- What percentage of your active church membership is over the age of 70? The reality is that many of your active church members who are currently over the age of 70 will either become less active or graduate to heaven over the next decade. If that describes a large percentage of your congregation, the church could look quite different ten years from now. For example, studies show that the older generations give a higher percentage of their income to the church, which could significantly impact the church’s future attendance and budget.
- Will your church facilities need significant maintenance or upgrades in the next ten years? Is your HVAC unit on its last legs? Will you need to replace the roof? Will the parking lot need to be re-paved? Do you have significant financial reserves to cover these expenses?
- What will be required for the church to thrive in the future? Given your answers to the previous three questions, what will be required for the church to thrive in the future? Does the pastor need to be a certain age? Does he need to share some common cultural characteristics with the community? Does the church need to set aside more for financial reserves? How would that impact the church’s ability to pay a pastor? While these questions will require your best guess, at least you can make it an educated guess by studying your church’s past, present, and future.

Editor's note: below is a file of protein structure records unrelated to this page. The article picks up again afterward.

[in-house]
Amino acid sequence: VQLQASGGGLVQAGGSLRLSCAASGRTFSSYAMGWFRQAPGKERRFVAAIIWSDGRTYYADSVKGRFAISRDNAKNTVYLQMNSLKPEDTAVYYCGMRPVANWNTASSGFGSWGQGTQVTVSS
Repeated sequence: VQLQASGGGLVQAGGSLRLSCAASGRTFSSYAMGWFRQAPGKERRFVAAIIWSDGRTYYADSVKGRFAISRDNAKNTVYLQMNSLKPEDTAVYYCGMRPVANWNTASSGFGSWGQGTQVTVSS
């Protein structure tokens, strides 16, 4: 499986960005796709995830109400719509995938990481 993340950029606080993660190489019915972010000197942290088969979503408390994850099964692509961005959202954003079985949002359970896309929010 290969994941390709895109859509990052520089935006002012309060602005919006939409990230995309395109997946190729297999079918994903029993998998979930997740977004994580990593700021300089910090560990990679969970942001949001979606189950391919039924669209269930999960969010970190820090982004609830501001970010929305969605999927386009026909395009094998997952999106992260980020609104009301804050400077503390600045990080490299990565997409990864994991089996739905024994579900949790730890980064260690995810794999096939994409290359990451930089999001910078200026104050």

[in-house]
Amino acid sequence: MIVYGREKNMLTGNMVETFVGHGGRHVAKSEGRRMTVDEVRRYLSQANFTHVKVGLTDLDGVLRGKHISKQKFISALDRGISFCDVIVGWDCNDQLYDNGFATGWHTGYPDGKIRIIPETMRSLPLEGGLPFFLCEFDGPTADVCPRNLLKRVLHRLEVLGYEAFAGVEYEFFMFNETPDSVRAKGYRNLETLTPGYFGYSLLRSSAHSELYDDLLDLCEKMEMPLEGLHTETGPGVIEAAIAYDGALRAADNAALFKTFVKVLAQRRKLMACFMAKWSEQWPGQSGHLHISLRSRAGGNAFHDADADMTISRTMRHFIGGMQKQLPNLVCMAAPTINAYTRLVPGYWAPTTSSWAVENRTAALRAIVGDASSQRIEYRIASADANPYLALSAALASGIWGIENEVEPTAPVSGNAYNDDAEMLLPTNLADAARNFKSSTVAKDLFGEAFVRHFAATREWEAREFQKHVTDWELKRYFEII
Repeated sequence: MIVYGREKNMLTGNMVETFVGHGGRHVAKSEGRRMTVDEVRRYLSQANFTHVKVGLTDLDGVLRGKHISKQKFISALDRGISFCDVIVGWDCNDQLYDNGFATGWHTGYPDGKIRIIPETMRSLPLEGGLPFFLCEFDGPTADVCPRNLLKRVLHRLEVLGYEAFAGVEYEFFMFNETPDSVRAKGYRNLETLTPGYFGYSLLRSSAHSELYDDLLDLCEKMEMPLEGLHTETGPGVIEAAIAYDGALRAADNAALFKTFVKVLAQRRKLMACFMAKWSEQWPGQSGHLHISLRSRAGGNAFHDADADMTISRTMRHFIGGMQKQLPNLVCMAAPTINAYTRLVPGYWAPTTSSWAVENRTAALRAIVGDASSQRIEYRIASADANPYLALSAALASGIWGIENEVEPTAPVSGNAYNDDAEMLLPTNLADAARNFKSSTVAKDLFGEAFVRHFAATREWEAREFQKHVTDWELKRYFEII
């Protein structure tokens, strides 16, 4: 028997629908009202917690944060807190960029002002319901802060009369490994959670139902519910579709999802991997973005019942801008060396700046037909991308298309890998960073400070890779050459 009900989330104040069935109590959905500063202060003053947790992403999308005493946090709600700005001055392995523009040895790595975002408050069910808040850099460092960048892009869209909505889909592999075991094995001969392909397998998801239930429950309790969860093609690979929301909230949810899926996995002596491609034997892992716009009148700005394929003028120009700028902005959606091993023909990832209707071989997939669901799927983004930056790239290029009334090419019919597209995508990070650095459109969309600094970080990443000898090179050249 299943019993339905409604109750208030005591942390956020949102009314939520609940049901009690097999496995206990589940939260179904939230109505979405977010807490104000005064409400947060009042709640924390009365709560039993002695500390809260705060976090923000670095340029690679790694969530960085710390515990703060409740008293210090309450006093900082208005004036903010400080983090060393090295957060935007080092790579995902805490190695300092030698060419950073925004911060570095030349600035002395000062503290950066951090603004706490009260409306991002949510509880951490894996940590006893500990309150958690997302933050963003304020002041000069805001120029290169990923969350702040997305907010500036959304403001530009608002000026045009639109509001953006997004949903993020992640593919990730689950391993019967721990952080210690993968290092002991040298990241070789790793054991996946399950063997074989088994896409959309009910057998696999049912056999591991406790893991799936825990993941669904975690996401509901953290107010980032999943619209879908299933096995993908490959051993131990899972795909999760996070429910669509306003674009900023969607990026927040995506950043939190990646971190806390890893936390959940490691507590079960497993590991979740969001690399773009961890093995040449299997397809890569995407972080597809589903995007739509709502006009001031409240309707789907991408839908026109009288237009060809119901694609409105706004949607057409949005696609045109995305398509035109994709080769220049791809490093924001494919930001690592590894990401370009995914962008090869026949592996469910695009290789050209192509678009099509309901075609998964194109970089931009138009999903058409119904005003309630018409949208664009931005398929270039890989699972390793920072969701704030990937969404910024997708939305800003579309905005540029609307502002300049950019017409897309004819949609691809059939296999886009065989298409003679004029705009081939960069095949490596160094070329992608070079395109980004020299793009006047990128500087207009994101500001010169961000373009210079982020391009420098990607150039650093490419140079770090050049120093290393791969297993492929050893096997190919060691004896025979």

A Different Story
One week later, Jerry heard a knock on the door of another examination room in another doctor’s office. The doctor walked in with a smile and said, “Hi Jerry, I’m Dr. Hughes. Nice to meet you. Tell me, what brings you in today?”
For the next 15 minutes, Dr. Hughes asked Jerry a series of questions. He asked about his medical history. He asked if there was a history of heart disease in Jerry’s family. He checked his vital signs. He listened to his breathing. Finally, he offered a diagnosis and treatment plan.
While Jerry still did not feel well, he couldn’t help but smile. “Thank you for taking the time to see me today, Dr. Hughes. I’m confident that I’ll feel better in no time!”
Too many Pastor Search Committees make the mistake of not studying their church before searching for their new pastor. Don’t be one of them. Take the time to study your church, and reap the benefits for weeks, months, and potentially years to come!
If you found this post helpful, check out my book The Church During the Search, which explains six commitments every church member needs to make to honor the Lord during the pastor search process.